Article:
The results of Persimmon and Taylor Wimpey, two of the UK’s largest housebuilders, came in on target this week, but were more notable for what they didn’t say than what they did

Taylor Wimpey reported a pre-tax loss of £640m for 2009, after taking a £604m writedown on land values in the first half of last year. It managed to make an operating profit of £43.3m on turnover of £2.6bn, down a quarter from last year, and to half debt from £1.53bn to £750m.

Meanwhile, Persimmon said it had made a better-than-expected underlying pre-tax profit of £7m, which was 94% down on the last year’s figure. Turnover was down 19% to £1.42bn. However, it did unveil a £74.8m writeback of the value of its land, bringing its full year pre-tax profit to £77.8m.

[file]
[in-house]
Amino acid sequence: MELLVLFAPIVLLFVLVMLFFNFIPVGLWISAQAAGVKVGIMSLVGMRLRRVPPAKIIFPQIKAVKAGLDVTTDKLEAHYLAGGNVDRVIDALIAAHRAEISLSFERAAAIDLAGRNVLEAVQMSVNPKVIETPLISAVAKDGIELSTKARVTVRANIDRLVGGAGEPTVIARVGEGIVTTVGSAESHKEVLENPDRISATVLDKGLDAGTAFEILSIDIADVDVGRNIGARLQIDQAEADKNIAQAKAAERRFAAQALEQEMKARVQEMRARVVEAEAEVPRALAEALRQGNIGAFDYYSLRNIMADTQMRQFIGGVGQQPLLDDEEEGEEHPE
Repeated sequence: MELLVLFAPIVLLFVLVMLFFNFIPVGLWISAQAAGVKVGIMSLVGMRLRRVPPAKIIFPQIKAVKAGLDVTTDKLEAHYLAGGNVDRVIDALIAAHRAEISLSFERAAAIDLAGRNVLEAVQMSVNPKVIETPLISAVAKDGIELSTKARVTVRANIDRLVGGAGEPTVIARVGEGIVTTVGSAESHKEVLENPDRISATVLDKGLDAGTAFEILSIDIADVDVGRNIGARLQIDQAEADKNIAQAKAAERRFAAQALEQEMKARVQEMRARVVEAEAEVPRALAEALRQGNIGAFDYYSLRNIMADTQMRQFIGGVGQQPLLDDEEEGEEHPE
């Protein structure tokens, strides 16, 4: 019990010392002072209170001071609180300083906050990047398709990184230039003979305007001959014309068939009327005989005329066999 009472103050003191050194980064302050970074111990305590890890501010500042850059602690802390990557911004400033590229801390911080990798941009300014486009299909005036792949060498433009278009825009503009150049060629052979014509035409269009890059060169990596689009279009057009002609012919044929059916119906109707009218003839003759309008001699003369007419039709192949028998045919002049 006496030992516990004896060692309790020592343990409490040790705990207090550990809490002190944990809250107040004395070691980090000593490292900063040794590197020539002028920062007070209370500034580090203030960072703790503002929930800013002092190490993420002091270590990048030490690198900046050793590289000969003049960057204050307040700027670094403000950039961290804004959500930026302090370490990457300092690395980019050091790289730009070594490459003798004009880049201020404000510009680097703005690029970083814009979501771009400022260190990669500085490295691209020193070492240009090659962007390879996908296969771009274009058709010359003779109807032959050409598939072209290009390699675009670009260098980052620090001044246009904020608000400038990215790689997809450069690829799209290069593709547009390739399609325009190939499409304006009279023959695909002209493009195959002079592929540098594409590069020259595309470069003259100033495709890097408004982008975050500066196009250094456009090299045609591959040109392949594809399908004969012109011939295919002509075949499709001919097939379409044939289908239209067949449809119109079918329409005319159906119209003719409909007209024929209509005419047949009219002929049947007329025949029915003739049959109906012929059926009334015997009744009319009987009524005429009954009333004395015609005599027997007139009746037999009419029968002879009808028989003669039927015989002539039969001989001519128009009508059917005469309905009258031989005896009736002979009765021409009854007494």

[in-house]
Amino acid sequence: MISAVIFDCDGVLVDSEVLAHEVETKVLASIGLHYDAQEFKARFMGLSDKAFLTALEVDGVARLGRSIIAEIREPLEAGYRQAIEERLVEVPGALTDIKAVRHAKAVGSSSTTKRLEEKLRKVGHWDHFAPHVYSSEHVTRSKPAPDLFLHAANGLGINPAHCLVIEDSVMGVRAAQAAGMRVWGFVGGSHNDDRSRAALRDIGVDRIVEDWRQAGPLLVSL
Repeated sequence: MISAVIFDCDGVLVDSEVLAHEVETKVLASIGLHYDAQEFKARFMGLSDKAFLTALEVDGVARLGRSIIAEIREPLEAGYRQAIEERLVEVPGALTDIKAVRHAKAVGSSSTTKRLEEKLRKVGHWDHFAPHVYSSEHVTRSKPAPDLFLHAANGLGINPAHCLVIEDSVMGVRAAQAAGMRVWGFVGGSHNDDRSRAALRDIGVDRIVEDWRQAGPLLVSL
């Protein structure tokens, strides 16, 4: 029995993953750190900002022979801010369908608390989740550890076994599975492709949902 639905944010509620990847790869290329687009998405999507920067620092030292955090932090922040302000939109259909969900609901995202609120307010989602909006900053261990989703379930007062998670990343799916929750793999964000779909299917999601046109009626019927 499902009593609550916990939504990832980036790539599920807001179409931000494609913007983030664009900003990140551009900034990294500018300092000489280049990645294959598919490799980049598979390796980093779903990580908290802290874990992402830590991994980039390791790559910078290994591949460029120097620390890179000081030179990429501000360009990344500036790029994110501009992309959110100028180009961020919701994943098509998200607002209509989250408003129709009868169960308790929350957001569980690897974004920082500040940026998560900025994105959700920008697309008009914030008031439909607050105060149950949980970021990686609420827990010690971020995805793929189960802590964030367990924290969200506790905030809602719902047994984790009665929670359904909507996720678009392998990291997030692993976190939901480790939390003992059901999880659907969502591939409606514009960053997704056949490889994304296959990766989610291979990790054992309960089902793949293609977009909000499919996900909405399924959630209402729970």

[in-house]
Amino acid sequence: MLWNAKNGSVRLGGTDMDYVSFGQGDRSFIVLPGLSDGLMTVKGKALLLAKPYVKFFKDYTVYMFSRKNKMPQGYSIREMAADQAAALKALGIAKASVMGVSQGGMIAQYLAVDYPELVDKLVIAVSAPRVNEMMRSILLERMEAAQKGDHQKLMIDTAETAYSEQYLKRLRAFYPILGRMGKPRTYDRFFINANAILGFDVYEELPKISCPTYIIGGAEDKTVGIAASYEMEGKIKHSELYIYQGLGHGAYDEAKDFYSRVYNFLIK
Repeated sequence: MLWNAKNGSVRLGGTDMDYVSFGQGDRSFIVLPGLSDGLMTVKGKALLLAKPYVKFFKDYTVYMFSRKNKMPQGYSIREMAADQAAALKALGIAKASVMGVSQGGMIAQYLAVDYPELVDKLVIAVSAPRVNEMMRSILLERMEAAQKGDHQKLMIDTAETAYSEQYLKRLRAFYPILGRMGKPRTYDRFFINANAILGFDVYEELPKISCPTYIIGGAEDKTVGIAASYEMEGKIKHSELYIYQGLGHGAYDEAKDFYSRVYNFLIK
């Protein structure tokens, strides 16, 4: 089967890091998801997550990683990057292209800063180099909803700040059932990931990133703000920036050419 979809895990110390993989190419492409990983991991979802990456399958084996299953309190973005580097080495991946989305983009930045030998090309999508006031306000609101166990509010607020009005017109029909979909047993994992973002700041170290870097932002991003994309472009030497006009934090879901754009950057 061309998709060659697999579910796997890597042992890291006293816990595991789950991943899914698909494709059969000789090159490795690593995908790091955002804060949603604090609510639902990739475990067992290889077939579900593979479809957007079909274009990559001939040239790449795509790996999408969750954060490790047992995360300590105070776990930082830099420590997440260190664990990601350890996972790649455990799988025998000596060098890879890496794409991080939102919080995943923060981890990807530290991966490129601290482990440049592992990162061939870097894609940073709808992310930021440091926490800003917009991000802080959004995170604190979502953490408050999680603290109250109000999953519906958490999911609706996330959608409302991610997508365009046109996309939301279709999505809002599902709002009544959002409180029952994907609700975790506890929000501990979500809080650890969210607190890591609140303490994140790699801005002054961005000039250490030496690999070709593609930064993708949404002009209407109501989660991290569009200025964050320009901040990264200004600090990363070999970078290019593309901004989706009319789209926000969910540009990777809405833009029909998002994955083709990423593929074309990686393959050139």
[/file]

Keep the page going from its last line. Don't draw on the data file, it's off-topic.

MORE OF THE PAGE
So what was not said? Well, despite concluding £260m of sales in the past eight weeks (8% higher than last year), Persimmon didn’t give any idea of how strong it thought this year’s recovery would be. Finance director Mike Killoran said a large number of unknown quantities, including an election campaign getting in the way of the Easter selling season, and the likely withdrawal of state aid to the banks, made it impossible to be certain the market would recover at all.

Meanwhile, Peter Redfern, Taylor Wimpey’s chief executive, said he was “cautious” about giving any guidance as to the rest of the year. In addition, Redrow’s Steve Morgan, while reporting interim results last week that showed revenue up 25%, said uncertainty in the planning system was limiting his ability to introduce the firm’s new product range.

Another straw in the wind was last week’s data from the business and enterprise department that showed that house sales in January were at their lowest levels since February 2009, and Nationwide’s reporting of the first fall in house prices for 10 months.

Elsewhere, Carillion’s results for last year showed pre-tax profit up 27% to £148m on £5.4bn turnover.